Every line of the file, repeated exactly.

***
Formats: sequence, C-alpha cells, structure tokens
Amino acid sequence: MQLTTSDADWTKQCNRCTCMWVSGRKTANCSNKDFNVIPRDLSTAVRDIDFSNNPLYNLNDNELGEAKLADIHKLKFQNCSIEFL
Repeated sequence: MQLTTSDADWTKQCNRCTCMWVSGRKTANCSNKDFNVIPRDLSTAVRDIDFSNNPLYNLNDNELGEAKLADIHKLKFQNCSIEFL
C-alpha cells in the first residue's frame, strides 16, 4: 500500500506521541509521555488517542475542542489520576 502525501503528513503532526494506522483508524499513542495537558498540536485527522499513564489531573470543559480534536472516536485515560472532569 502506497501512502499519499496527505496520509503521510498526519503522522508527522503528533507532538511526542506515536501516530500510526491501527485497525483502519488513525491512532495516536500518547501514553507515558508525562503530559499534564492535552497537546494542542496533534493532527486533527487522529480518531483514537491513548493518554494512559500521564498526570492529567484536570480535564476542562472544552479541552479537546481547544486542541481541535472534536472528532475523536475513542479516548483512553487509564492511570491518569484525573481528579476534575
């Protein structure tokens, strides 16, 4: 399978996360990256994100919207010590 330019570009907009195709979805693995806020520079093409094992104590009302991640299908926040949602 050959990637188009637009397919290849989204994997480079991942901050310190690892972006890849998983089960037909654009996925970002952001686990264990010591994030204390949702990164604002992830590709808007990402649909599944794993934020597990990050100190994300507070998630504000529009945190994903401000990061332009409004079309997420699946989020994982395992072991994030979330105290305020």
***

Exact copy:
Formats: sequence, C-alpha cells, structure tokens
Amino acid sequence: MQLTTSDADWTKQCNRCTCMWVSGRKTANCSNKDFNVIPRDLSTAVRDIDFSNNPLYNLNDNELGEAKLADIHKLKFQNCSIEFL
Repeated sequence: MQLTTSDADWTKQCNRCTCMWVSGRKTANCSNKDFNVIPRDLSTAVRDIDFSNNPLYNLNDNELGEAKLADIHKLKFQNCSIEFL
C-alpha cells in the first residue's frame, strides 16, 4: 500500500506521541509521555488517542475542542489520576 502525501503528513503532526494506522483508524499513542495537558498540536485527522499513564489531573470543559480534536472516536485515560472532569 502506497501512502499519499496527505496520509503521510498526519503522522508527522503528533507532538511526542506515536501516530500510526491501527485497525483502519488513525491512532495516536500518547501514553507515558508525562503530559499534564492535552497537546494542542496533534493532527486533527487522529480518531483514537491513548493518554494512559500521564498526570492529567484536570480535564476542562472544552479541552479537546481547544486542541481541535472534536472528532475523536475513542479516548483512553487509564492511570491518569484525573481528579476534575
């Protein structure tokens, strides 16, 4: 399978996360990256994100919207010590 330019570009907009195709979805693995806020520079093409094992104590009302991640299908926040949602 050959990637188009637009397919290849989204994997480079991942901050310190690892972006890849998983089960037909654009996925970002952001686990264990010591994030204390949702990164604002992830590709808007990402649909599944794993934020597990990050100190994300507070998630504000529009945190994903401000990061332009409004079309997420699946989020994982395992072991994030979330105290305020």